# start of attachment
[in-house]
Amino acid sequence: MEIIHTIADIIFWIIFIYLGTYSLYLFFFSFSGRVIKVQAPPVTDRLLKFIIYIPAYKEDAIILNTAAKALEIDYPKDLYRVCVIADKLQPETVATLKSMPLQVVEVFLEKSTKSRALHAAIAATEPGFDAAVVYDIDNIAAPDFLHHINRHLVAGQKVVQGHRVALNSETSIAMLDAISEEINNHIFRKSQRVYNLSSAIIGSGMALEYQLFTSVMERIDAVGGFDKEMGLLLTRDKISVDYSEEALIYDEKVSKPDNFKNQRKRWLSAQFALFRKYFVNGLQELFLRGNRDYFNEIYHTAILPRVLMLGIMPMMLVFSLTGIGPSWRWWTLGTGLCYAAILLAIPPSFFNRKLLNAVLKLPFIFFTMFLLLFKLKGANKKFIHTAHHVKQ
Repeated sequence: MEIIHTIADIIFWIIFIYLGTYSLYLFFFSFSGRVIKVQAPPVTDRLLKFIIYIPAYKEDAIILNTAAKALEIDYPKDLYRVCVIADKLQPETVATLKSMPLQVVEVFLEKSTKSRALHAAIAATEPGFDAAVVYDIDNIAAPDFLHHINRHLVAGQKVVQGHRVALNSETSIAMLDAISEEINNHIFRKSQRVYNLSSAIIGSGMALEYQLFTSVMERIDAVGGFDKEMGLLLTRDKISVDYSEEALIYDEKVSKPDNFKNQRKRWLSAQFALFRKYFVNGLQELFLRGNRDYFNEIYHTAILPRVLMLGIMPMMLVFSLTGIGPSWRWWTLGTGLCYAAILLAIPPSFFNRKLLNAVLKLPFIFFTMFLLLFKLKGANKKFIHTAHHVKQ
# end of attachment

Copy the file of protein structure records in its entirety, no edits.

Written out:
[in-house]
Amino acid sequence: MEIIHTIADIIFWIIFIYLGTYSLYLFFFSFSGRVIKVQAPPVTDRLLKFIIYIPAYKEDAIILNTAAKALEIDYPKDLYRVCVIADKLQPETVATLKSMPLQVVEVFLEKSTKSRALHAAIAATEPGFDAAVVYDIDNIAAPDFLHHINRHLVAGQKVVQGHRVALNSETSIAMLDAISEEINNHIFRKSQRVYNLSSAIIGSGMALEYQLFTSVMERIDAVGGFDKEMGLLLTRDKISVDYSEEALIYDEKVSKPDNFKNQRKRWLSAQFALFRKYFVNGLQELFLRGNRDYFNEIYHTAILPRVLMLGIMPMMLVFSLTGIGPSWRWWTLGTGLCYAAILLAIPPSFFNRKLLNAVLKLPFIFFTMFLLLFKLKGANKKFIHTAHHVKQ
Repeated sequence: MEIIHTIADIIFWIIFIYLGTYSLYLFFFSFSGRVIKVQAPPVTDRLLKFIIYIPAYKEDAIILNTAAKALEIDYPKDLYRVCVIADKLQPETVATLKSMPLQVVEVFLEKSTKSRALHAAIAATEPGFDAAVVYDIDNIAAPDFLHHINRHLVAGQKVVQGHRVALNSETSIAMLDAISEEINNHIFRKSQRVYNLSSAIIGSGMALEYQLFTSVMERIDAVGGFDKEMGLLLTRDKISVDYSEEALIYDEKVSKPDNFKNQRKRWLSAQFALFRKYFVNGLQELFLRGNRDYFNEIYHTAILPRVLMLGIMPMMLVFSLTGIGPSWRWWTLGTGLCYAAILLAIPPSFFNRKLLNAVLKLPFIFFTMFLLLFKLKGANKKFIHTAHHVKQ